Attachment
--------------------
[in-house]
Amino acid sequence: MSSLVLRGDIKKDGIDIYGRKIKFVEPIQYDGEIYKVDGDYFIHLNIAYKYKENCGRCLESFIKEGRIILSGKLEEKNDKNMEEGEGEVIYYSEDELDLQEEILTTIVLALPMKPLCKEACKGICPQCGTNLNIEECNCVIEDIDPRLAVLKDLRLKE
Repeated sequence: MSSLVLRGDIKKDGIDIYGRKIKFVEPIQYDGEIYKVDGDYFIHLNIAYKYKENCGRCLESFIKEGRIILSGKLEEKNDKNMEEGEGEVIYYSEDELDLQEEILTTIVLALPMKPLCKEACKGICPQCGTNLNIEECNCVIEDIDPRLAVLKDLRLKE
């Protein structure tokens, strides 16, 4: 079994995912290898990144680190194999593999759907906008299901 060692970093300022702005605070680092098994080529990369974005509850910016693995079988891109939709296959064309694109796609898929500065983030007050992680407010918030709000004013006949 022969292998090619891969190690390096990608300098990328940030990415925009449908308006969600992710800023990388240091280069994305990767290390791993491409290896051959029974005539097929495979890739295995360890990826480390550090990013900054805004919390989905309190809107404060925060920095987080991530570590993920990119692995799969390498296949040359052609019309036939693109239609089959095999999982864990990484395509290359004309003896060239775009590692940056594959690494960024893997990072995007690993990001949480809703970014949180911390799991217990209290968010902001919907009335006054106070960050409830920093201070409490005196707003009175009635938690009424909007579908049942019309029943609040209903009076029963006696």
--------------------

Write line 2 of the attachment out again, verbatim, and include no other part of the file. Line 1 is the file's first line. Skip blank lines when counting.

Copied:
Amino acid sequence: MSSLVLRGDIKKDGIDIYGRKIKFVEPIQYDGEIYKVDGDYFIHLNIAYKYKENCGRCLESFIKEGRIILSGKLEEKNDKNMEEGEGEVIYYSEDELDLQEEILTTIVLALPMKPLCKEACKGICPQCGTNLNIEECNCVIEDIDPRLAVLKDLRLKE